[Names]: Danny Bocanegra and Josh Furnas
[Organization]: Selfless Tee
[Areas of Expertise]: Non-Profit Crowd Funding with Cause Inspired Apparel
Danny started Selfless Tee as an ambitious UAlbany undergrad. He sold shirts with the word “Buzzkill” printed on backs, raising funds to buy 1,000 mosquito nets for villagers in Kenya. That’s a far place to go, you ask him “Why?” and he’ll tell you he’s just paying it forward. This idea goes back to the Greeks, revived in our times by Benjamin Franklin: “I do not pretend to give such a Sum; I only lend it to you. When you…meet with another honest Man in similar Distress, you must pay me by lending this Sum to him.” This’d sound better if it rhymed, but it gets the point across: do good for people because people did good for you. That’s what Danny did and, with the founding of Selfless Tee, he has kept on doing it at Hub SoMa for a solid nine months strong.
He was the first in his family to go to college in the last three generations. Playing a Division 1 sport helped his case, but if we want to talk about help that was simultaneously impactful, we look to the people who helped him get there. He was Daly City-raised in a neighborhood where odds were against him getting the MBA in New Venture Development now under his belt. What got him through, he says, were the supportive individuals who helped “many of [his] dreams come to fruition.” Now, how do you pay this back? Not monetarily, especially since these individuals demonstrated genuine selflessness in their help (not to mention how many checks this’d amount to).
Instead, Danny took a more altruistic route: “I had absolutely no clue how I would be able to repay them for how they impacted my life. I naturally became interested in business, making money because I never had any. I also had this deep and sincere obligation to help others as I had been helped. The two passions collided toward the end of school. I was done with summer workouts for football and created a summer for myself that purely reflected my characteristics of something I learned afterwards had a name, a ‘social entrepreneur.’” The result was the “Buzzkill” Project and, consequently, the birth of Selfless Tee.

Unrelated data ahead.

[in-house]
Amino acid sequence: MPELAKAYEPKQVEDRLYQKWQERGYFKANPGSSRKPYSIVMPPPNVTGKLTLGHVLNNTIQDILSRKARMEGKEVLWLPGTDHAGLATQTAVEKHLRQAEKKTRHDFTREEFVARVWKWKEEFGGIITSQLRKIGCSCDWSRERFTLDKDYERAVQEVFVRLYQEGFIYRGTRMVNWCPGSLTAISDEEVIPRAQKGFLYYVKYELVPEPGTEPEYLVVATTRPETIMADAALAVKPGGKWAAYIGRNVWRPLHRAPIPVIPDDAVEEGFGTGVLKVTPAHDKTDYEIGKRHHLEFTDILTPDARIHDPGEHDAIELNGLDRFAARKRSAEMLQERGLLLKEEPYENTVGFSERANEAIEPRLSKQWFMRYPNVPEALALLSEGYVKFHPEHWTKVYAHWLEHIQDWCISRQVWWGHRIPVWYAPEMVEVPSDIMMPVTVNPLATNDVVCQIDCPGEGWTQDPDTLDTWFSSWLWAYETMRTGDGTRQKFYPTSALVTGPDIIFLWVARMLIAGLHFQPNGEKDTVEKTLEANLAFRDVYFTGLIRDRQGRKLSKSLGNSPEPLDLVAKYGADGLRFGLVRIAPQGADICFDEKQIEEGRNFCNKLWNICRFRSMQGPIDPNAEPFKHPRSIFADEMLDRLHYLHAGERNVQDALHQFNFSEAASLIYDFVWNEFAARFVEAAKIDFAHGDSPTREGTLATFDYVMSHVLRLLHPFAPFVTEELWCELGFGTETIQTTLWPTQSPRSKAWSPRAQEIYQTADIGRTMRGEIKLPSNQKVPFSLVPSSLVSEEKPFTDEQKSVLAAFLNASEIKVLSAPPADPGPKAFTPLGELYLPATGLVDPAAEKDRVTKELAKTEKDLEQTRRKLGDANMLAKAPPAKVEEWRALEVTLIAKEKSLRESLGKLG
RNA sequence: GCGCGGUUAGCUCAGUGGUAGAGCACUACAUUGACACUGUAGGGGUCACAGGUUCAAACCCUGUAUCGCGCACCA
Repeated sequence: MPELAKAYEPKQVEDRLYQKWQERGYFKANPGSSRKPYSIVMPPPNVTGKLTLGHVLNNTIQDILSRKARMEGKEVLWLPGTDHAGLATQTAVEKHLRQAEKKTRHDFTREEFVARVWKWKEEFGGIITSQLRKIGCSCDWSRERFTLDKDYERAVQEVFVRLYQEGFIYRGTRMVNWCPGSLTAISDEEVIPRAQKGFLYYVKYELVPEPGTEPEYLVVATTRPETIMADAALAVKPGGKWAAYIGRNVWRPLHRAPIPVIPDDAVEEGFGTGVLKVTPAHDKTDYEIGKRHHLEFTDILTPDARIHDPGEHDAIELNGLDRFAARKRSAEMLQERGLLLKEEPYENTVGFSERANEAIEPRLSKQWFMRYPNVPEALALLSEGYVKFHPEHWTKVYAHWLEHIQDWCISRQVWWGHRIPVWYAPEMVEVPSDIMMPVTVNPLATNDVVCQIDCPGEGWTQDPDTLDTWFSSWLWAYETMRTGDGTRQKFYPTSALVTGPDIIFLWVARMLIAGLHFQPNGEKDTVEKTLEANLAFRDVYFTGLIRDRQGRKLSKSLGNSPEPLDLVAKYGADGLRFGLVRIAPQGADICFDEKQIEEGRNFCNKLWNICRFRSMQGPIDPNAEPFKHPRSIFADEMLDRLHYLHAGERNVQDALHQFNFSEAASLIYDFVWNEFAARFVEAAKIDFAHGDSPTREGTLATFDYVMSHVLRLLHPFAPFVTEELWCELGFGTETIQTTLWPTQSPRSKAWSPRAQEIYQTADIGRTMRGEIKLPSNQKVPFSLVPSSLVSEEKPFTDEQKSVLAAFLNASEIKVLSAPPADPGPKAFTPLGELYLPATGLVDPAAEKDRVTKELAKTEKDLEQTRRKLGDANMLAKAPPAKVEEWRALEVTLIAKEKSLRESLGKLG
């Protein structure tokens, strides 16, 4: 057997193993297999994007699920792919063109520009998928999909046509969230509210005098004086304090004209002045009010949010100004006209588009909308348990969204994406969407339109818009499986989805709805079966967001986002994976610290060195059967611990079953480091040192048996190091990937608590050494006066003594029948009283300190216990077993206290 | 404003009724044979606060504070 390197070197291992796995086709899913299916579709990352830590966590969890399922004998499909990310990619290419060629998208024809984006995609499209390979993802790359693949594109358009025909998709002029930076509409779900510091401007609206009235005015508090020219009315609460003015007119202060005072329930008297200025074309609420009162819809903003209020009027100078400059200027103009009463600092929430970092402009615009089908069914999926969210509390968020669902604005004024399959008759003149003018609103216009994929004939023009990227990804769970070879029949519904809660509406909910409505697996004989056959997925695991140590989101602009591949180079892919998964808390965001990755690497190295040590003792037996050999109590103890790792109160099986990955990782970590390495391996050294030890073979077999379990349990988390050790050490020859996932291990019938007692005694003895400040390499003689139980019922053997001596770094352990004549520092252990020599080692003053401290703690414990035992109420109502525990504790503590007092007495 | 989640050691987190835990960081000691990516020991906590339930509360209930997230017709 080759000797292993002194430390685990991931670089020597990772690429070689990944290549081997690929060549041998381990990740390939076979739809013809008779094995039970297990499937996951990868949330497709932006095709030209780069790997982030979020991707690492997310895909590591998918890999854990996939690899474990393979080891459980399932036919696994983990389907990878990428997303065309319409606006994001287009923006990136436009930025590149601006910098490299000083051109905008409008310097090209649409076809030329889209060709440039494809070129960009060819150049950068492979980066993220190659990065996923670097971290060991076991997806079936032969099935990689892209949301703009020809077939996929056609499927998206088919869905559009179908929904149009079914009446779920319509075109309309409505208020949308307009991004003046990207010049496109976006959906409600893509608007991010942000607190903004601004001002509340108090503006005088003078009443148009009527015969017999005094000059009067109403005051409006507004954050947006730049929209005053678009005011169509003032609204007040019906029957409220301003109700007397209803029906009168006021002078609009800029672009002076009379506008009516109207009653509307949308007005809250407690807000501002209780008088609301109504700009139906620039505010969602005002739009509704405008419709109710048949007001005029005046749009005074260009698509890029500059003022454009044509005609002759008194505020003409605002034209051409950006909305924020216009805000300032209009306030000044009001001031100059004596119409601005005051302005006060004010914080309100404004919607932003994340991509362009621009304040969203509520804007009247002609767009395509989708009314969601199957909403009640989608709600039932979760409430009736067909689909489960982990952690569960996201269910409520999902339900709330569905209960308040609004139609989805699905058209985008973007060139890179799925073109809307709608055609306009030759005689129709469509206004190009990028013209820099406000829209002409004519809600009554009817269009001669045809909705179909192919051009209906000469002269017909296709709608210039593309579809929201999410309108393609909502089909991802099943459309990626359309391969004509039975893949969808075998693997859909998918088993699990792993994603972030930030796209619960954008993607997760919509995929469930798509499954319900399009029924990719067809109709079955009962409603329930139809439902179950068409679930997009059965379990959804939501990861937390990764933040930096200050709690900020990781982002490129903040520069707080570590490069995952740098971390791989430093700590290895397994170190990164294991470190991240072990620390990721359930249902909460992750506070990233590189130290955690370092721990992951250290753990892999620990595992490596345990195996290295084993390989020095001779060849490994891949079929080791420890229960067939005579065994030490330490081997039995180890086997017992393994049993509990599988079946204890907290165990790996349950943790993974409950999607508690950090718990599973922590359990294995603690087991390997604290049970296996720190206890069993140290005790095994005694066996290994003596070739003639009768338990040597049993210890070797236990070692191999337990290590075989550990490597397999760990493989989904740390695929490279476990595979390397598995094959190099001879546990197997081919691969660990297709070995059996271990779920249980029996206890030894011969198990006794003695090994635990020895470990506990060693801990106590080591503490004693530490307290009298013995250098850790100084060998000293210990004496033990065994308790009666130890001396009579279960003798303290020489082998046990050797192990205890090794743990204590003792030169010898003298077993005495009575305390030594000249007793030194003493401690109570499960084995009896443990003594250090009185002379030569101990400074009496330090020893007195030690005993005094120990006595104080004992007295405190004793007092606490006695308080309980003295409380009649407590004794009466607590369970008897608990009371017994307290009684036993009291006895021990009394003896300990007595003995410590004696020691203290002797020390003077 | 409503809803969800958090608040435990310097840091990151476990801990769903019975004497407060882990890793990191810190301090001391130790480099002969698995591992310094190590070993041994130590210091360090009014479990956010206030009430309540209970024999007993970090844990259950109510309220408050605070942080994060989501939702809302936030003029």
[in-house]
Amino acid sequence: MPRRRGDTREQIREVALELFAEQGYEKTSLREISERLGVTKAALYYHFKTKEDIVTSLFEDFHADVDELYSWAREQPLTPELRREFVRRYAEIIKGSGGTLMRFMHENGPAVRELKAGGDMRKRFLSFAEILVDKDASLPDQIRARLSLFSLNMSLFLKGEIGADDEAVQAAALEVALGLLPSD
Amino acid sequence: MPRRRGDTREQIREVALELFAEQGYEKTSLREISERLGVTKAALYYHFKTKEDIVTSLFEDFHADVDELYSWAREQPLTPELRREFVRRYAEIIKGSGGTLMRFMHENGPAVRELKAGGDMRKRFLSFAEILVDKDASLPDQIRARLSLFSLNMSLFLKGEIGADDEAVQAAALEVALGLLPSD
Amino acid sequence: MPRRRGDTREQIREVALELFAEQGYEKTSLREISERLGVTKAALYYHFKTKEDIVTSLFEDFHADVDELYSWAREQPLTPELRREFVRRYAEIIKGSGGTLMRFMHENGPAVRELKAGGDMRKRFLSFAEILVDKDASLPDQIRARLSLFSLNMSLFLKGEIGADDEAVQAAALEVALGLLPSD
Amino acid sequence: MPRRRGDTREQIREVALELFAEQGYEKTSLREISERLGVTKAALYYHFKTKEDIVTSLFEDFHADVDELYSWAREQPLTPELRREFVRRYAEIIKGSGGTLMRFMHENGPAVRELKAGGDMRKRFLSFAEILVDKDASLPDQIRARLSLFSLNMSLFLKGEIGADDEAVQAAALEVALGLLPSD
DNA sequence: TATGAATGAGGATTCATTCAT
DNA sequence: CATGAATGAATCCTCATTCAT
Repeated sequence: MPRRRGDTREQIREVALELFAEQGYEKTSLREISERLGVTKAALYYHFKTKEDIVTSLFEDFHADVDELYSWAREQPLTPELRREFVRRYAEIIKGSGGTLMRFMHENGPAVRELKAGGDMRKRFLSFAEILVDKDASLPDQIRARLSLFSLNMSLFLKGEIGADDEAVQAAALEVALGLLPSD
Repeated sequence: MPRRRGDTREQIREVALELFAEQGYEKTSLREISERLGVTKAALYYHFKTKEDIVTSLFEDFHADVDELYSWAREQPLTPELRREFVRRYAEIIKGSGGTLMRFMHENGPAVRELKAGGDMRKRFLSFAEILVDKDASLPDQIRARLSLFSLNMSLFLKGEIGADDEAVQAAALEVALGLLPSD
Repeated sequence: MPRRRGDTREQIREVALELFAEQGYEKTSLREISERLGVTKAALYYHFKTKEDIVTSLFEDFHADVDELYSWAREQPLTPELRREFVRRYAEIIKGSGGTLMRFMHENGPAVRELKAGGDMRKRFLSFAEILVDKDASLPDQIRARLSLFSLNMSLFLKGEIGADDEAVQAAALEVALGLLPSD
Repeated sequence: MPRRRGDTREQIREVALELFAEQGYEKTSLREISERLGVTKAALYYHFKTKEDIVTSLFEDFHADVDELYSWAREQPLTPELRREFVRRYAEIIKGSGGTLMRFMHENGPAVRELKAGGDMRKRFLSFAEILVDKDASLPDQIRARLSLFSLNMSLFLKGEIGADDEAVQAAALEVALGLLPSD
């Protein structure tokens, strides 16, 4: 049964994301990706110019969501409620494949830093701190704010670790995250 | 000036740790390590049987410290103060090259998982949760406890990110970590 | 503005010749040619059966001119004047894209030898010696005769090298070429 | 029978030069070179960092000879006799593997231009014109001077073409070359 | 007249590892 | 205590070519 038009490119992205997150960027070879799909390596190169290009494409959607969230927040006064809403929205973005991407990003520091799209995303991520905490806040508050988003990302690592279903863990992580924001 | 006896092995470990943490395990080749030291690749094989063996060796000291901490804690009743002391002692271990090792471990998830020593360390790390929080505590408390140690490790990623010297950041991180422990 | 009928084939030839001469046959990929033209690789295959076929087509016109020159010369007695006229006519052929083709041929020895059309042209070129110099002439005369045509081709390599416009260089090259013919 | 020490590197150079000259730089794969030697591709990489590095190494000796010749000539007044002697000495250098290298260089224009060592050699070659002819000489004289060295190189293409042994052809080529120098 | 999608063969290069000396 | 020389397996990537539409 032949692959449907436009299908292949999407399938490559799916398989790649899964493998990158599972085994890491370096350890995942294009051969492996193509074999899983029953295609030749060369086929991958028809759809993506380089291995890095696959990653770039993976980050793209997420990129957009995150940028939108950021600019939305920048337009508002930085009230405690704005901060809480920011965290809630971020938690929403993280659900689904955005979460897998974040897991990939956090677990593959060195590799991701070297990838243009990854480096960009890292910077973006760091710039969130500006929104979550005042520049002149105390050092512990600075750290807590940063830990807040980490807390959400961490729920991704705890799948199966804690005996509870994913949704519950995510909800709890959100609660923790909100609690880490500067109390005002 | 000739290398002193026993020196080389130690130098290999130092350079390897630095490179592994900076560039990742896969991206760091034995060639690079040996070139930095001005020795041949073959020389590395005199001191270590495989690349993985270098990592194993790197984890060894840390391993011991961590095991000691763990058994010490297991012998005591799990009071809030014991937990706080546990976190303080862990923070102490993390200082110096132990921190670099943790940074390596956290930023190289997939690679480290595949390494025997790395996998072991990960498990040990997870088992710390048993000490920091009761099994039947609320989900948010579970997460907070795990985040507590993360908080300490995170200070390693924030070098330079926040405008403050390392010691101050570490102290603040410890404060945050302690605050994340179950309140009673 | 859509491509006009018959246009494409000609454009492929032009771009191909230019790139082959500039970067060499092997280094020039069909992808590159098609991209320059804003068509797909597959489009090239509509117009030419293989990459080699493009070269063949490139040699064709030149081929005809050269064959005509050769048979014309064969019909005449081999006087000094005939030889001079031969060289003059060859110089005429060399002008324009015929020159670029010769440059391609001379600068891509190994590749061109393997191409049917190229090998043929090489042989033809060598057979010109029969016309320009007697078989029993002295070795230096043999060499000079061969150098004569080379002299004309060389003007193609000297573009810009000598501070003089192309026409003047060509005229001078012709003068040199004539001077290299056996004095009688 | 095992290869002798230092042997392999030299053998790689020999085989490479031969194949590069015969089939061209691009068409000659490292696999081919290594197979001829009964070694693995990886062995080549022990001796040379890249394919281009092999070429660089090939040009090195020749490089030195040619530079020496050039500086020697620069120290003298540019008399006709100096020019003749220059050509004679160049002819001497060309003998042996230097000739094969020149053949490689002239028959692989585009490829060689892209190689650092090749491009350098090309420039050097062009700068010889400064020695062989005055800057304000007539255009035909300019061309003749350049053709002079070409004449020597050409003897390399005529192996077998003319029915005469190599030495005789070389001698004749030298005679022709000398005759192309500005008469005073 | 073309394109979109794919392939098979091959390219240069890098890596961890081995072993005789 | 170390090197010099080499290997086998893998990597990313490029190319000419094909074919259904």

Josh is the second half of the business. He’s a part-time bartender that makes drinks on the side so he can pursue his true passion: applying electronic gaming strategies to real world markets to creatively help others. Josh grew up in Upper State New York, a region of the US that boasts a lot of four things: maple trees, glacier lakes, corn and cows. He grew up in a household where there was no going out past six, no girls or TV in the bedroom, and no high risk sports that end in the hospital. Josh found diversion in computers—strategy games in particular—and picked up the skills that are now the creative force behind many of Selfless Tee’s business strategies. Problem-solving, attention to detail, and methodical strategizing were things he picked up through osmosis as he relentlessly aspired, as many kids do, toward gaming masterdom. No wonder his approach to business is game-like, engaging customers and partners in an innovative way that “the philanthropic side of e-commerce is lacking,” Danny notes.